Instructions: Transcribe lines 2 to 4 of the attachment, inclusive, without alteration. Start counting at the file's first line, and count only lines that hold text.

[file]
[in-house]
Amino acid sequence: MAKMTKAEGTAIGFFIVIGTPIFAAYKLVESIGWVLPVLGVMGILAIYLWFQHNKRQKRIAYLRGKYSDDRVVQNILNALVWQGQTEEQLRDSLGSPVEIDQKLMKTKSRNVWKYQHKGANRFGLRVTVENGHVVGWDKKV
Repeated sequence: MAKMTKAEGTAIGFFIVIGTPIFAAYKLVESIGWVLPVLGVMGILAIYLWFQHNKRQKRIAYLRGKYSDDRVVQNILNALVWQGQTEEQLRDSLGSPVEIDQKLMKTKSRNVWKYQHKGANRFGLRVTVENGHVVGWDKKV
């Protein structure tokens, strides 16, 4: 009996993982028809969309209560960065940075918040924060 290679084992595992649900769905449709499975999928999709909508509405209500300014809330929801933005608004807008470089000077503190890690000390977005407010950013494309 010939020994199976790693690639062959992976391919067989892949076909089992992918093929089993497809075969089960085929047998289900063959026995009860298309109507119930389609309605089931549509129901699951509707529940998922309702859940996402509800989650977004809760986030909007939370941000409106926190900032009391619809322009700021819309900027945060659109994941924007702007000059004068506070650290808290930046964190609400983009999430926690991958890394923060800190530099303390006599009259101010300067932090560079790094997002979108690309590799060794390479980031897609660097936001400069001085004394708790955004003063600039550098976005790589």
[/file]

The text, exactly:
Amino acid sequence: MAKMTKAEGTAIGFFIVIGTPIFAAYKLVESIGWVLPVLGVMGILAIYLWFQHNKRQKRIAYLRGKYSDDRVVQNILNALVWQGQTEEQLRDSLGSPVEIDQKLMKTKSRNVWKYQHKGANRFGLRVTVENGHVVGWDKKV
Repeated sequence: MAKMTKAEGTAIGFFIVIGTPIFAAYKLVESIGWVLPVLGVMGILAIYLWFQHNKRQKRIAYLRGKYSDDRVVQNILNALVWQGQTEEQLRDSLGSPVEIDQKLMKTKSRNVWKYQHKGANRFGLRVTVENGHVVGWDKKV
């Protein structure tokens, strides 16, 4: 009996993982028809969309209560960065940075918040924060 290679084992595992649900769905449709499975999928999709909508509405209500300014809330929801933005608004807008470089000077503190890690000390977005407010950013494309 010939020994199976790693690639062959992976391919067989892949076909089992992918093929089993497809075969089960085929047998289900063959026995009860298309109507119930389609309605089931549509129901699951509707529940998922309702859940996402509800989650977004809760986030909007939370941000409106926190900032009391619809322009700021819309900027945060659109994941924007702007000059004068506070650290808290930046964190609400983009999430926690991958890394923060800190530099303390006599009259101010300067932090560079790094997002979108690309590799060794390479980031897609660097936001400069001085004394708790955004003063600039550098976005790589």